The History Press | A miscellaneous history of Wimbledon
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Before the first world war insinuated, the Wimbledon club realized the inadequacy of their current capacity at the Worple Road. They then decided to transfer to Church Road, to the north of Wimbledon Town Center in 1922.
This move was a huge gamble that cost them £140k but the great news is that moving to another area is most likely never going to happen again.
Due to the first world war, the Championships were suspended from 1915-19 but the All England Club survived due to donations from members and wealthy benefactors.
By the time that the hostilities continued in 1939, the Wimbledon was already moved from Worple Rd to Church Rd becoming ever more resilient to a point.
However, on October 11th 1940, a 500lb bomb caused great damage to the club's ground. The championships were suspended but the grounds were being used for a variety of war-related purposes back then.
the very first Wimbledon championship happened on July 9, 1877 at 3:30 in the afternoon. It took place in beside London and Worple road, Wimbledon.
There were twenty-two men who each paid a guinea just to be able to compete.
Over time, the Wimbledon championships evolved and finally let women participate with their own competition in 1884
In 1921, Max Woosnam won the Men's Doubles with Randolph Lycett. Max was greatly known for his exploits with balls of a slightly larger nature where he played centre-half for Chelsea and Manchester City and he also earned a solitary Enland cap in 1922.
In 1961, Stanley Matthews won the Junior Wimbledon. This was not the famous Englash footballer, but rather his son that had the same name as him who defeated Alexander Metreveli in the final.
No one officially "won" anything for competing up until 1968. During the early years of the Wimbledon, many of the competitors would pay money out of their own pocket just for the opportunity to be able to compete.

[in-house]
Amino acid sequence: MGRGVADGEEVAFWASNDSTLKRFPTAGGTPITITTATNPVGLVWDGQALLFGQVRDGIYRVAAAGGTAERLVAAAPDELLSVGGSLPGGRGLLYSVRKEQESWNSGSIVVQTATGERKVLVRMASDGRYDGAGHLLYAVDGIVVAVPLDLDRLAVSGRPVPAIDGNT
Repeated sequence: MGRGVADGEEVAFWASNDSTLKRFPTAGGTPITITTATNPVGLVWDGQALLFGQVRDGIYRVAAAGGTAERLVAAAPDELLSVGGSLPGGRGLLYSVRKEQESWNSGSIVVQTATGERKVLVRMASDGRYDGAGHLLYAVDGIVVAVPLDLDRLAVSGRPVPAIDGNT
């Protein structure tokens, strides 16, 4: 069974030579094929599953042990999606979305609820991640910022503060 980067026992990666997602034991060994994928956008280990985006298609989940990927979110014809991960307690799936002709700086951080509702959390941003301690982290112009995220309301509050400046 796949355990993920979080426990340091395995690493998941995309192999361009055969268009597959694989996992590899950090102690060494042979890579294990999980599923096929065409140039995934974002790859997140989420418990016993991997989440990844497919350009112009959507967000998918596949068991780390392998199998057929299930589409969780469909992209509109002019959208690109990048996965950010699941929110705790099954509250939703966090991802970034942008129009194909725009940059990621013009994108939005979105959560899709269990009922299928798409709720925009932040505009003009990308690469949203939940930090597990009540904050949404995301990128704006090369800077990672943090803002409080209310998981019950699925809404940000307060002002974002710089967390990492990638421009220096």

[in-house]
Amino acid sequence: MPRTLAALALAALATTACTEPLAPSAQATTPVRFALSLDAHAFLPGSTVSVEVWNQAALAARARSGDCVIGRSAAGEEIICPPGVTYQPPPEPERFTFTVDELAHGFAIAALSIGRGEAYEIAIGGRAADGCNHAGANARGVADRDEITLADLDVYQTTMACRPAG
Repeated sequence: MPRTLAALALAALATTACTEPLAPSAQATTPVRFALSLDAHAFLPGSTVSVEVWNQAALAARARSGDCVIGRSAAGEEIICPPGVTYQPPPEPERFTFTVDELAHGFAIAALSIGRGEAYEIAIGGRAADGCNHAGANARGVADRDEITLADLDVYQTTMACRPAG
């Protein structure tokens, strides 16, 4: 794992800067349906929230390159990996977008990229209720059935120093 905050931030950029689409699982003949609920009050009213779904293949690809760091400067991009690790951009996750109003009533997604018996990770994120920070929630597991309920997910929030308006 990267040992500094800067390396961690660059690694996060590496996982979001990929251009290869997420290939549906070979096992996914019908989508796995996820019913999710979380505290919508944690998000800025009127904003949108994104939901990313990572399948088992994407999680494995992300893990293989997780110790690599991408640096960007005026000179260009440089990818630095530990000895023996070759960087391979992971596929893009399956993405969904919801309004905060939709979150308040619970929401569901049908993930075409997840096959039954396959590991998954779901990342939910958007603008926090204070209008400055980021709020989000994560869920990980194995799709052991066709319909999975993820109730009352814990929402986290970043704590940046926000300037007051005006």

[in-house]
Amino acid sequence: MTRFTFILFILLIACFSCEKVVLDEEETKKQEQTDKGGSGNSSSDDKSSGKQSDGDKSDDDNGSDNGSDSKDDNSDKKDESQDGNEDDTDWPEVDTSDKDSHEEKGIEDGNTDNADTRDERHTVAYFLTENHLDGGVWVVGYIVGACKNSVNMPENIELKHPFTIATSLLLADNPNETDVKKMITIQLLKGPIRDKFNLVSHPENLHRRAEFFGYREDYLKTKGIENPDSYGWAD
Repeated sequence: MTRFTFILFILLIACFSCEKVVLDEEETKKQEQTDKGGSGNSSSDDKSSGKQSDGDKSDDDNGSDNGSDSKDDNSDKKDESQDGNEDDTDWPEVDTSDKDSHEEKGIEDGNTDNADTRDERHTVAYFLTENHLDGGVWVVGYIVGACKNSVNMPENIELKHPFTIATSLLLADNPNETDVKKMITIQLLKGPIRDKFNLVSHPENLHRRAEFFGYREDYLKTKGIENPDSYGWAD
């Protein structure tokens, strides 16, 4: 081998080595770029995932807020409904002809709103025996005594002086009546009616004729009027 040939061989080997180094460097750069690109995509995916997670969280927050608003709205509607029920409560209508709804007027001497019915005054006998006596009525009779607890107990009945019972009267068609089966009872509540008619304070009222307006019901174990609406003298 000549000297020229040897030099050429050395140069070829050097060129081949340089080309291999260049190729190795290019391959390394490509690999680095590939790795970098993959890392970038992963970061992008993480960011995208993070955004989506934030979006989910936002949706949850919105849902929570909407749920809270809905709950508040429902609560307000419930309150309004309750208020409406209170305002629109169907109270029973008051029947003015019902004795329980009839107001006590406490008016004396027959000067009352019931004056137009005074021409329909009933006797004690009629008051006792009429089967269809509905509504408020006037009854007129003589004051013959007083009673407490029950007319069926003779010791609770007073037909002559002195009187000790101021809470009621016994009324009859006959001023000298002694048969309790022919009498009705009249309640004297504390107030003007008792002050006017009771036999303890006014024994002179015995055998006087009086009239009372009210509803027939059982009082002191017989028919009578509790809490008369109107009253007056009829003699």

When Rod Laver won the Men's finals in 1968, he was rewarded £2,000, and Billie Jean King with £750.
The origin of tennis was believed to have come from Northern France around the 12th century, the game was called jeu de paume, which was initially played using the palms of our hands and the use of rackets were added around the 16th century.
In 1947, Hans Redl of Austria progressed to the fourth round of the Men's Singles event at the Wimbledon. The catch however is that Redl had only his right arm with him to compete.
He had lost his left arm while on active service. He, however, was granted a special dispensation during the competition. He was allowed to touch the ball twice every time he served.
Redl went on to compete at Wimbledon until 1956.
Reverend John Thorneycroft was the third man to ever win the Wimbledon Men's Singles. He was a devout and religious man who wasn't expecting to reach the latter stages of the Wimbledon.
He left the tournament to fulfill his religious duties and came back to to finish the tournament and eventually won against the Irishman Vere Thomas St. Leger Goold.
This Irishman, after losing mutliple times to the Reverend, was found guilty of killing a wealthy Danish woman.
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